Are humans unique? This simple question, at the very heart of the hybrid field of biological anthropology, poses one of the false of dichotomies—with a stereotypical humanist answering in the affirmative and a stereotypical scientist answering in the negative.
The study of human biology is different from the study of the biology of other species. In the simplest terms, people's lives and welfare may depend upon it, in a sense that they may not depend on the study of other scientific subjects. Where science is used to validate ideas—four out of five scientists preferring a brand of cigarettes or toothpaste—there is a tendency to accept the judgment as authoritative without asking the kinds of questions we might ask of other citizens' pronouncements.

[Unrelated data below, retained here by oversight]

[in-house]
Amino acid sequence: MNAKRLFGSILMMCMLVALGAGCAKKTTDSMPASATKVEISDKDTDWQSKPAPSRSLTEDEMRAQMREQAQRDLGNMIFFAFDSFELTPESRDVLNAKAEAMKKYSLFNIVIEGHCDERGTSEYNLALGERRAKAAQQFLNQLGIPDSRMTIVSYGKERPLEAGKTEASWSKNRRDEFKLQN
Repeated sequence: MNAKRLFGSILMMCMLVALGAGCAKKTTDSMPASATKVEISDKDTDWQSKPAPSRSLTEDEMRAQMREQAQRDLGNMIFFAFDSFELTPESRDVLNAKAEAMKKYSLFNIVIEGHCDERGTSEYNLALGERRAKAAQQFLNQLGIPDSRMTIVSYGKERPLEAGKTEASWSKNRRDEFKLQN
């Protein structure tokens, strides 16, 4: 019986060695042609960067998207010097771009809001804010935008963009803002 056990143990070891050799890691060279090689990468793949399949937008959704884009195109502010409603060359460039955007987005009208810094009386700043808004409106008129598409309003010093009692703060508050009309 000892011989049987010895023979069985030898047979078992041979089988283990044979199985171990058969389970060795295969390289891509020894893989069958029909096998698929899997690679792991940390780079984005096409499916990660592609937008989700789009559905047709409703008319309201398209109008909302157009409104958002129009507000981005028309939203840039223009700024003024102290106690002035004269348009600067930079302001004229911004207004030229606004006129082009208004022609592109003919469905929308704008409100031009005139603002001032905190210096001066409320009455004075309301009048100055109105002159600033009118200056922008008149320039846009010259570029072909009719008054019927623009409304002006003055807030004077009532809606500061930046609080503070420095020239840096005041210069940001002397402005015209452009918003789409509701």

In Human Biodiversity, Marks has attempted to distill from a centuries-long debate what has been learned and remains to be learned about the biological differences within and among human groups. His is the first such attempt by an anthropologist in years, for genetics has undermined the fundamental assumptions of racial taxonomy. The history of those assumptions from Linnaeus to the recent past—the history of other, more useful assumptions that derive from Buffon and have reemerged to account for genetic variation—are the poles of Marks's exploration.